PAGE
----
SMARCA4/BRG1 is a novel prognostic biomarker predictive of outcomes in patients with resected non-small cell lung cancer (NSCLC) receiving cisplatin-based chemotherapy, a study published in the journal Clinical Cancer Research has shown.1

Because it is necessary to identify predictive biomarkers to improve selection of patients who would obtain the most benefit from platinum-based chemotherapy, researchers sought to determine whether decreased expression of SMARCA4/BRG1 predicts increased sensitivity to adjuvant platinum-based therapies in NSCLC. SMARCA4/BRG1 is a known regulator of transcription and DNA repair.

For the study, researchers tested the prognostic value of the gene using a gene-expression microarray of 440 samples from the National Cancer Institute Director’s Challenge Lung Cancer Study.

They assessed the predictive significance using the same method of 133 samples from treatment and control arms of the JBR 10 trial that evaluated adjuvant cisplatin and vinorelbine.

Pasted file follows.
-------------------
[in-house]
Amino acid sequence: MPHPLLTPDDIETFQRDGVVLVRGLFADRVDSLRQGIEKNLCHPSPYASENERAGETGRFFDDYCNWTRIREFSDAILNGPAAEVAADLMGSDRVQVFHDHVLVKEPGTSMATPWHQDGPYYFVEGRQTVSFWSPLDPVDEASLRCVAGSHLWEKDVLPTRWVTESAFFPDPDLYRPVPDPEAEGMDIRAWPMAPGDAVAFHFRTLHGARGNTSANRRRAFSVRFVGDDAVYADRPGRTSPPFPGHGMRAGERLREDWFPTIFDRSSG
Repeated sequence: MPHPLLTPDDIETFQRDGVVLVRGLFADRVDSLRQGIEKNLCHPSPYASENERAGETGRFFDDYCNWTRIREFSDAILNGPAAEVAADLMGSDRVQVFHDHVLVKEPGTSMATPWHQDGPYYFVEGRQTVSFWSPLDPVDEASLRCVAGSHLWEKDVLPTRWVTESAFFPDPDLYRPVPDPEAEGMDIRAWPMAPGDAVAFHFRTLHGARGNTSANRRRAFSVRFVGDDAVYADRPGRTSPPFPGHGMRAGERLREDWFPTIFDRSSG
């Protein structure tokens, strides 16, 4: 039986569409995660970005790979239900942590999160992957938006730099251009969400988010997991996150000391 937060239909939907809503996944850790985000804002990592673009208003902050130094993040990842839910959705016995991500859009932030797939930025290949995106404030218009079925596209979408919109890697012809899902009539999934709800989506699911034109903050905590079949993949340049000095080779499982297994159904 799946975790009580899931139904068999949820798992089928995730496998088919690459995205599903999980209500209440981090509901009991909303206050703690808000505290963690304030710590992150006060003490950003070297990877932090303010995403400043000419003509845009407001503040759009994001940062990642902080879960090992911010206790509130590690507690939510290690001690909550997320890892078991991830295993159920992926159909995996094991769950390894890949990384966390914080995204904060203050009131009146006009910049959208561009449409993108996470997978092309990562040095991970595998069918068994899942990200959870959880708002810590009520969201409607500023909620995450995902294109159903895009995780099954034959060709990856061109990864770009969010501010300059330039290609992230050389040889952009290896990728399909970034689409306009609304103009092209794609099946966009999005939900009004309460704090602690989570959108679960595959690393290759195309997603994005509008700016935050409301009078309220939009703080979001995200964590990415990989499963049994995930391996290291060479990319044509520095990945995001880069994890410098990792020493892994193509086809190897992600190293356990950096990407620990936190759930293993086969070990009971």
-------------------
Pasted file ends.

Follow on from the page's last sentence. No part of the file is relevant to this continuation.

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Results showed that reduced expression of SMARCA4 was associated with poor overall survival compared with high and intermediate expression in the Director’s Challenge Study (P < .001 and P = .009, respectively.

A multivariate analysis demonstrated a reduction in the risk of death with high SMARCA4 expression vs low expression (HR, 0.6; 95% CI, 0.4 -0.8; P = .002).

Researchers found that low SMARCA4 expression in patients treated with adjuvant cisplatin and vinorelbine was associated with improved 5-year disease-specific survival (HR, 0.1; 95% CI, 0.0 – 0.5; P = .002).

Reference

  1. Bell EH, Chakraborty AR, Mo X, et al. SMARCA4/BRG1 is a novel prognostic biomarker predictive of cisplatin-based chemotherapy outcomes in resected non–small cell lung cancer [published online ahead of print December 15, 2015]. Clin Cancer Res. doi: 10.1158/1078-0432.CCR-15-1468.